A COVID booster is needed to visit facilities in this Silicon Valley town

San Jose’s COVID-19 recall mandate for those attending large events at city-owned facilities is officially in effect. Some operators report no impact on visitor numbers so far.

The requirement, passed by city council in late January, went into effect last Friday. It changes the city’s existing vaccination mandate in three important ways.

The first is that having only one dose of two doses no longer meets the requirement. Customers must present proof of a third snapshot taken at least 14 days prior to the event. The second change is that a negative COVID test is now accepted in lieu of a recall. The test must be carried out one day before the event with an antigen test or two days before with a PCR test – home tests are not accepted. The third change is that children five and under are no longer exempt.

The new requirements apply to anyone two years of age or older and will impact facilities such as SAP Center, Solar 4 America Ice in San Jose, and city-owned museums such as the San Jose Museum of Art, the Children’s Discovery Museum in San Jose and The Tech Interactive. . Since those under 12 are not eligible for the recall, they will need to show proof of a negative test, city spokeswoman Demetria Machado said.

“San Jose was an early adopter of this type of ordinance and so what we are doing, why we updated it, was to align with state and county guidelines,” said Machado told San José Spotlight.

Mayor Sam Liccardo proposed the recall requirement for city-owned facilities in late December as Santa Clara County grappled with the spread of the omicron variant. At the time, the number of daily cases soared and the county’s seven-day rolling average of COVID infections quintupled in 20 days.

Infections have slowed since then, and Santa Clara County Public Health Officer Dr. Sara Cody said last week that the county was past the peak of the outbreak. On Friday, when San Jose’s recall mandate was implemented, the seven-day rolling average was 2,472 cases.

“Since the start of the pandemic, our focus has been on supporting businesses and keeping people as healthy as possible, so it’s a balancing act,” said Elisabeth Handler, spokeswoman for the office of economic development of the city.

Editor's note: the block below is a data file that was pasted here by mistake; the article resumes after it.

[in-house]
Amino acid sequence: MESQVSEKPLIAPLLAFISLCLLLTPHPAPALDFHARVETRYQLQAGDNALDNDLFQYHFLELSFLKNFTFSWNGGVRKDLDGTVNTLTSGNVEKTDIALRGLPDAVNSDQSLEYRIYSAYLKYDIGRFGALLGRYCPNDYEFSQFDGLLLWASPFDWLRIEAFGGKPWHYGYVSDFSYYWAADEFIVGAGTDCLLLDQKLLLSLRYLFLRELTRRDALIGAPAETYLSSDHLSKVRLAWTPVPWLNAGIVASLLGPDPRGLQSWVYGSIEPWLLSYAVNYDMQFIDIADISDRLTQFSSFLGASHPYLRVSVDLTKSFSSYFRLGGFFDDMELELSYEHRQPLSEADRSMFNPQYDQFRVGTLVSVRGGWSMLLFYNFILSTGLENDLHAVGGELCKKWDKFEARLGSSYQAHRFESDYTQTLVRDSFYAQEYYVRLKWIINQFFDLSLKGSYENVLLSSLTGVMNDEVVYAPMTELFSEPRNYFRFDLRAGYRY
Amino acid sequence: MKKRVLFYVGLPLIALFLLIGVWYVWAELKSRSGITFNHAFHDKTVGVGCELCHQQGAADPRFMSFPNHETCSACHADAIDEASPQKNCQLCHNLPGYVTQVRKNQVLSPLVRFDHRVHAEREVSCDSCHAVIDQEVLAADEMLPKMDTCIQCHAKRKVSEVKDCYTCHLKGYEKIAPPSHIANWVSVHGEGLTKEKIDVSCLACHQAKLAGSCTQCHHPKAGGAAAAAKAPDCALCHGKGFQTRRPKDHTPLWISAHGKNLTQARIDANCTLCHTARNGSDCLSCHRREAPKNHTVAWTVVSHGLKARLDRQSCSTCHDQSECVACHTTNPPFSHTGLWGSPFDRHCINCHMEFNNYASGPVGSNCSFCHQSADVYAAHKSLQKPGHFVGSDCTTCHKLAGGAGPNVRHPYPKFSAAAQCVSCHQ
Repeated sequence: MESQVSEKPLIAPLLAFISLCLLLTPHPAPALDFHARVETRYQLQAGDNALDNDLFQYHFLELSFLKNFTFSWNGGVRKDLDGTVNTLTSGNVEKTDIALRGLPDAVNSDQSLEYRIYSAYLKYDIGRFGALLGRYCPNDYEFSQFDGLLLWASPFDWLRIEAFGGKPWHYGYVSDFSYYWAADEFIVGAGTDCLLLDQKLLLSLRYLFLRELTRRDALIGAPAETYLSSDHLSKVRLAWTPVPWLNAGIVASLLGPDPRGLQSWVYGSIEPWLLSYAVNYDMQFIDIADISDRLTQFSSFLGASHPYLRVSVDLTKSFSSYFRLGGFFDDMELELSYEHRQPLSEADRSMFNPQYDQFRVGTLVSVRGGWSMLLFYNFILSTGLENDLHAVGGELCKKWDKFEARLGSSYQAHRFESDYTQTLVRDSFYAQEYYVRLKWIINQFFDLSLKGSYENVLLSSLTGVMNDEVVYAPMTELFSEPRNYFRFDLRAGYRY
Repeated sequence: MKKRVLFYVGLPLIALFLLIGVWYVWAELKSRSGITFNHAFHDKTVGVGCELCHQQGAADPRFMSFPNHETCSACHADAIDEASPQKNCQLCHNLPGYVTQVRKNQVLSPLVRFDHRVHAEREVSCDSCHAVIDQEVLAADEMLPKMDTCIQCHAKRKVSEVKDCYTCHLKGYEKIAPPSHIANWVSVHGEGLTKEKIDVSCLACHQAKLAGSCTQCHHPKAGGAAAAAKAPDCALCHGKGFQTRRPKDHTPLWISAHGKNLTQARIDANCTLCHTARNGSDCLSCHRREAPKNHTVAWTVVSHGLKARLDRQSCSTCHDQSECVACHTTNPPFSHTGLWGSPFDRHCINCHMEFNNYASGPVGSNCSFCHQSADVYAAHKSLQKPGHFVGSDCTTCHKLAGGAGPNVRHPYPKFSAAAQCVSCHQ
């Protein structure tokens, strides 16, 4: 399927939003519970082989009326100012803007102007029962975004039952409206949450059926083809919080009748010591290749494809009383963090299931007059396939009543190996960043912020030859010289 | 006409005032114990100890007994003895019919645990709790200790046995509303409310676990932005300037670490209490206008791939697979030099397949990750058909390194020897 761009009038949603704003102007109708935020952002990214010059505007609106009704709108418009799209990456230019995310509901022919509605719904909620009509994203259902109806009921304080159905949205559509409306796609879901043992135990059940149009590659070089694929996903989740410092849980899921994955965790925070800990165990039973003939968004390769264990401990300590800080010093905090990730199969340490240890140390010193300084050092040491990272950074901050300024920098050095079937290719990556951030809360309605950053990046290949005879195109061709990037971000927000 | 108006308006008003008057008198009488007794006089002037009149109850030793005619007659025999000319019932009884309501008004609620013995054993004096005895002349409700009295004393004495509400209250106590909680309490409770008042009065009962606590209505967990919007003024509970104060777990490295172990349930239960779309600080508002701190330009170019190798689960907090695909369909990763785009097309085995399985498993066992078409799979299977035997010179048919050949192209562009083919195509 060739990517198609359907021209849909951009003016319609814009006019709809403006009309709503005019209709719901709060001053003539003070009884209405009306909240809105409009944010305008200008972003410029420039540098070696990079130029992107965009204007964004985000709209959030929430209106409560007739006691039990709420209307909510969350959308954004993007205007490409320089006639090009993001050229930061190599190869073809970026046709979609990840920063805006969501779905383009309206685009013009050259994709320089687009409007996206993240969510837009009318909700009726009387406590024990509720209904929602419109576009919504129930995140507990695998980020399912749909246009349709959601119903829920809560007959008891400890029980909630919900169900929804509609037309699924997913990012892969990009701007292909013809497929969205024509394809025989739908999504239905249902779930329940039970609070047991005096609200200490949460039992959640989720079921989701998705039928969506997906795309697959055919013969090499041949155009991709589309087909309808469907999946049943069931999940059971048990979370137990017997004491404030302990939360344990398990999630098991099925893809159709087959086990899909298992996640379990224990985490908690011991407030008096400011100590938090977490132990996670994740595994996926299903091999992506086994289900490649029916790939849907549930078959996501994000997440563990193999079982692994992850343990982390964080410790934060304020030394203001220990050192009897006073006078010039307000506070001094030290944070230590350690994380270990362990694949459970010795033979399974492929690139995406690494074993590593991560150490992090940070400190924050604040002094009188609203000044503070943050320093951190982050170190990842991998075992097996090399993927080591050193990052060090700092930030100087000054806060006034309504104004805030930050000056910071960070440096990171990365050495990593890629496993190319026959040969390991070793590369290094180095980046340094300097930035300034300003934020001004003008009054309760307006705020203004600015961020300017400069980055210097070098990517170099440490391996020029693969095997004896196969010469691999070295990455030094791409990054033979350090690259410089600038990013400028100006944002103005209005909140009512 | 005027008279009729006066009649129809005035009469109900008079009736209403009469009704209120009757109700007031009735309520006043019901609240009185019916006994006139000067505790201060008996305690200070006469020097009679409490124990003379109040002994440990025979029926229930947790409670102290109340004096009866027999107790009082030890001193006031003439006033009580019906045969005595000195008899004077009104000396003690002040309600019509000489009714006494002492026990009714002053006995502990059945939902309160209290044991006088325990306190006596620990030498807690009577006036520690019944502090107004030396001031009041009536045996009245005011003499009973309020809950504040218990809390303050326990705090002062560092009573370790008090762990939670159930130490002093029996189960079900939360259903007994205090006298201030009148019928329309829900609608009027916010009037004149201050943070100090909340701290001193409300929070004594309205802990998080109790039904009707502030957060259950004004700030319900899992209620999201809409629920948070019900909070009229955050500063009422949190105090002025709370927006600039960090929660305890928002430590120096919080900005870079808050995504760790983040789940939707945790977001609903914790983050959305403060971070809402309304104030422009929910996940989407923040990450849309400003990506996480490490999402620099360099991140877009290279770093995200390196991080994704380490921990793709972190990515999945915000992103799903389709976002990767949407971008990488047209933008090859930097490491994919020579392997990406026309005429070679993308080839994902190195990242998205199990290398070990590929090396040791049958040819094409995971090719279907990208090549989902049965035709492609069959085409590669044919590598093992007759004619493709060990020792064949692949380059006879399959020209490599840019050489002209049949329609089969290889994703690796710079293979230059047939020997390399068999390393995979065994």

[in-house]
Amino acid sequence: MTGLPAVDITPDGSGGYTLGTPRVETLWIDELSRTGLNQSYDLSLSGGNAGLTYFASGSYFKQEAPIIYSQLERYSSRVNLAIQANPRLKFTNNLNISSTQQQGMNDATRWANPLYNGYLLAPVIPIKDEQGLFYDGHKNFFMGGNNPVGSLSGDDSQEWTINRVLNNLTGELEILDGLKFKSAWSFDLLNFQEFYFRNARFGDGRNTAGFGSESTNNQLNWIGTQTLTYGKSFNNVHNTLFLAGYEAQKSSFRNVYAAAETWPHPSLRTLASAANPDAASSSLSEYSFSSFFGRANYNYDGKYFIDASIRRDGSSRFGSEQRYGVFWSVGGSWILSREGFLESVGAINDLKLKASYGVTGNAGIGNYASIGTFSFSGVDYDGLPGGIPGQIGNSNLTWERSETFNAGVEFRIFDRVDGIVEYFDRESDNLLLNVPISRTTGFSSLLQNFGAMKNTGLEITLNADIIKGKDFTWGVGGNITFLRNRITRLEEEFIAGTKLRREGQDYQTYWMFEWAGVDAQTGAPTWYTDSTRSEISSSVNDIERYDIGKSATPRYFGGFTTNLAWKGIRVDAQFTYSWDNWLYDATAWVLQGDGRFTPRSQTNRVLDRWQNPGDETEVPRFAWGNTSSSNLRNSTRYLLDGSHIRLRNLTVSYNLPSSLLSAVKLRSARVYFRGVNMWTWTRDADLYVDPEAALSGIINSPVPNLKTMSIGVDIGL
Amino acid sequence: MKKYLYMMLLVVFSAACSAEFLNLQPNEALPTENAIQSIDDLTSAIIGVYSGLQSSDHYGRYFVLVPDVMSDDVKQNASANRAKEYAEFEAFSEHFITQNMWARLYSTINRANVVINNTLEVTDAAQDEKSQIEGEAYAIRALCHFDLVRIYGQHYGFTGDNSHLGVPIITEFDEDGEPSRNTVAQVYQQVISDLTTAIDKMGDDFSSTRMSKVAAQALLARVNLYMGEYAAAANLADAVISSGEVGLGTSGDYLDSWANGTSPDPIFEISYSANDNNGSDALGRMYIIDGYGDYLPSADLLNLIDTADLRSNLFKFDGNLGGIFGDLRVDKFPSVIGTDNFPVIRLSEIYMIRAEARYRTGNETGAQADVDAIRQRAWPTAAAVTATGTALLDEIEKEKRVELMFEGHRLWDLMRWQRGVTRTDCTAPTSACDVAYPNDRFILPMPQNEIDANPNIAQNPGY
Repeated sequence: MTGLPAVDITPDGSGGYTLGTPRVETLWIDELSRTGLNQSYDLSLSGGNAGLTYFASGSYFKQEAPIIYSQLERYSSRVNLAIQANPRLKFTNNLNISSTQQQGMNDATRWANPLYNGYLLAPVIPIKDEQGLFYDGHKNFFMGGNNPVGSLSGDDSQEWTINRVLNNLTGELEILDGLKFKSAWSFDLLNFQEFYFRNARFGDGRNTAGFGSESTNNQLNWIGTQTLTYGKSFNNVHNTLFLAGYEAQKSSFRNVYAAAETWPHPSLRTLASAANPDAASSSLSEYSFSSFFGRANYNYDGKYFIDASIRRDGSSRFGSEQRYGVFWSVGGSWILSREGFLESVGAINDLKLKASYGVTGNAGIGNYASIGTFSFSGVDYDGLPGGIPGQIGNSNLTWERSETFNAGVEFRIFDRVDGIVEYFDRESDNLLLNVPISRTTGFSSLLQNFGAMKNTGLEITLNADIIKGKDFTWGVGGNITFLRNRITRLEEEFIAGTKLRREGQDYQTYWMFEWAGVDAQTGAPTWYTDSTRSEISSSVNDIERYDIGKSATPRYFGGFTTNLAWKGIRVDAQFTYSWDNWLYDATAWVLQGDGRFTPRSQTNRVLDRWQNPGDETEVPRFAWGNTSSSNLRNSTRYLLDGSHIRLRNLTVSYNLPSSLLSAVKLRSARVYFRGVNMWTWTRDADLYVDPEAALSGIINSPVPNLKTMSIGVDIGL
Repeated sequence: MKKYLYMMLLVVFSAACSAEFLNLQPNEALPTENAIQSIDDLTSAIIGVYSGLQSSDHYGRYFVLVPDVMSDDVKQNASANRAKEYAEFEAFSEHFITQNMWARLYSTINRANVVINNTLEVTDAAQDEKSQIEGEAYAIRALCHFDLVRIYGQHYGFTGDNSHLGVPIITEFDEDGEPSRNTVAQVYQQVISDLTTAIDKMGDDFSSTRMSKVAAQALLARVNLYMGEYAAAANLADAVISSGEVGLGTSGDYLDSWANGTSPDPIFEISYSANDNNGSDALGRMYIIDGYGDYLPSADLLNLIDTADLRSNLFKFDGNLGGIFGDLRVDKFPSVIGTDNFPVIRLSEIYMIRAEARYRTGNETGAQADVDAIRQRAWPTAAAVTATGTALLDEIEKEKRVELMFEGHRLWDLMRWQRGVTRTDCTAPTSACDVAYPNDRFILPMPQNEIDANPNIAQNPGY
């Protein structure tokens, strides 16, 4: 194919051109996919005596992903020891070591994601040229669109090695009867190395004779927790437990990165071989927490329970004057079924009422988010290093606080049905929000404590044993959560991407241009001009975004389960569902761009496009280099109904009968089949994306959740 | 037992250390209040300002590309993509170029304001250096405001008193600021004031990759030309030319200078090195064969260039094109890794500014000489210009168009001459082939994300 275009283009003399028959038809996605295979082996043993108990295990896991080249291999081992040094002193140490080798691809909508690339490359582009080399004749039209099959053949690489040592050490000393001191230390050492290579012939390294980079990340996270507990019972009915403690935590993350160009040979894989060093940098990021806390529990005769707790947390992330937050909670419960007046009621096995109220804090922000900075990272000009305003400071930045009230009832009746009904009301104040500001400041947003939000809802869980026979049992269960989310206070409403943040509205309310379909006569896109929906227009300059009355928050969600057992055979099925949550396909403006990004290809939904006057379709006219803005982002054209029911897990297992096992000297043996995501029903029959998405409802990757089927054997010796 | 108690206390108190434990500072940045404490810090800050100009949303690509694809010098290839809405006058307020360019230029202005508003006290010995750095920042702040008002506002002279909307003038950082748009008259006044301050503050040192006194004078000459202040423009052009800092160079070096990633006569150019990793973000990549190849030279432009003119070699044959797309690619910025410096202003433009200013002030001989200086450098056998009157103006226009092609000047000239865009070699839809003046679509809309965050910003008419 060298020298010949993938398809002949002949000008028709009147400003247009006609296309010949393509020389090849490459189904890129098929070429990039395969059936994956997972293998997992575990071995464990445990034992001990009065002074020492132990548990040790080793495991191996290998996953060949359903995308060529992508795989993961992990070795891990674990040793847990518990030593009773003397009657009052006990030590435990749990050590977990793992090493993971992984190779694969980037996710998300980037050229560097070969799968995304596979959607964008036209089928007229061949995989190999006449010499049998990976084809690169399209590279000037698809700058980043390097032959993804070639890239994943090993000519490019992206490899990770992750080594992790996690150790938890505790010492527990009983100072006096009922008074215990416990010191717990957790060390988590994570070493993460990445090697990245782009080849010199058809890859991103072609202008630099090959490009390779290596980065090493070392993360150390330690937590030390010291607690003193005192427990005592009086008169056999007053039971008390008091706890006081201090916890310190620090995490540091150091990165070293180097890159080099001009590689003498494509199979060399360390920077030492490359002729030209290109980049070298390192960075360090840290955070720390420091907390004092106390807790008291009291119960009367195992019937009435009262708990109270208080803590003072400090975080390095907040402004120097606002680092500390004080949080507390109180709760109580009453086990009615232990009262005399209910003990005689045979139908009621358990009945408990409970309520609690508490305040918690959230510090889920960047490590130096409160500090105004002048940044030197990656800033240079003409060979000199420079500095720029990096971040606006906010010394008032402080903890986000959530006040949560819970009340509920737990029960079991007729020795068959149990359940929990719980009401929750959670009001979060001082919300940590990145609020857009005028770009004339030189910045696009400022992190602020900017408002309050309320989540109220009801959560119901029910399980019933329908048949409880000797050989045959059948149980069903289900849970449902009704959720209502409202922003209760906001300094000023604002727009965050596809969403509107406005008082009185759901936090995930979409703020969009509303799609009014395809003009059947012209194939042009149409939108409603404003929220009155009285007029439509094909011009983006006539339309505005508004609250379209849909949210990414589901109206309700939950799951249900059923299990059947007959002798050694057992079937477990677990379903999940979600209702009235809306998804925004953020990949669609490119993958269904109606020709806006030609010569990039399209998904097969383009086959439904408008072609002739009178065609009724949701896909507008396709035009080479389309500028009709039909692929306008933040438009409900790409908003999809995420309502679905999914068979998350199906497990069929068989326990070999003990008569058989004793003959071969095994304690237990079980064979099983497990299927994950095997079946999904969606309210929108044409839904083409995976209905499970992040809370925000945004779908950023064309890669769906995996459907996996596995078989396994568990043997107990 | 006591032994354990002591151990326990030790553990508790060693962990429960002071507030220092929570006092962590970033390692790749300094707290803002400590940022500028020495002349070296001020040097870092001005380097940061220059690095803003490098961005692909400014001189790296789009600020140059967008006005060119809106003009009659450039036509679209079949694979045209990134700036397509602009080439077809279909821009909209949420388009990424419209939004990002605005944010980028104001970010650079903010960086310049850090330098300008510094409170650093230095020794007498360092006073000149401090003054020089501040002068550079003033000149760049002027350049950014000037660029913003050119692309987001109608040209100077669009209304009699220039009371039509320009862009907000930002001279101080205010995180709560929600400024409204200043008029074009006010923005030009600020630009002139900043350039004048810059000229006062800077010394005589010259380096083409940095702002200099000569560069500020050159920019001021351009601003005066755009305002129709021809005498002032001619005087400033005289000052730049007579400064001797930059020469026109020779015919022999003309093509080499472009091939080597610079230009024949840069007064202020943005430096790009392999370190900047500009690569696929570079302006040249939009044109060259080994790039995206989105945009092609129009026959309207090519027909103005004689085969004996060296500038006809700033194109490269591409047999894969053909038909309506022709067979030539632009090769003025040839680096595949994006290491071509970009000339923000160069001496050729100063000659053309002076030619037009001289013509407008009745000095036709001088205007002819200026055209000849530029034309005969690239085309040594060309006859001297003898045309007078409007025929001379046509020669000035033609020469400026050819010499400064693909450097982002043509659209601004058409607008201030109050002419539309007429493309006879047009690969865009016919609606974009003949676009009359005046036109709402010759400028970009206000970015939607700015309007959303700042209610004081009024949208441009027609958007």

The negative COVID test exemption, which was not part of the first vaccine mandate implemented in August 2021, is an example of this balancing act.

San Jose Museum of Art executive director S. Sayre Batton strongly supports the city’s ordinance requiring people to show proof of vaccinations, including a booster shot or a negative COVID test. Photo by Lorraine Gabbert.

Frances Wong, spokesperson for the San Jose team, echoed that sentiment and said her organization is committed to working with the city to implement those protocols. Team San Jose represents the San Jose McEnery Convention Center and theaters in San Jose, including the San Jose Civic, Center for Performing Arts, California Theater and Montgomery Theater.

The San Jose team has been hit hard by the pandemic, reporting zero dollars in revenue in 2021. It was the first time the nonprofit, which runs the city’s arts and culture centers and tourism , has not achieved its economic and financial targets in 10 years, a November 2021 audit revealed. In 2018-19, the last full year before the pandemic, the San Jose team generated $138.8 million for the city. In 2019-20, the number dipped to 62.7 million before hitting zero last year.

“The San Jose team has led the way in providing the safest possible meeting experience for clients, customers and staff,” Wong told San Jose Spotlight. “We will continue to do whatever is necessary to host major events and ensure the necessary economic benefits they provide to our community.”

When the city’s new COVID-19 protocol went into effect Feb. 4, the San Jose Museum of Art immediately implemented heightened security measures at its First Friday event. A line formed outside as staff checked IDs, proof of full vaccinations and reminders.

S. Sayre Batton, executive director of the San Jose Museum of Art, isn’t concerned that this will lead to visitor throttling due to the county’s high level of vaccinations. She said it hasn’t affected visitor numbers so far.

“I don’t think that will be a problem,” she told San Jose Spotlight.

Contact Jana Kadah at [email protected] or @Jana_Kadah on Twitter. Contact Lorraine Gabbert at [email protected]

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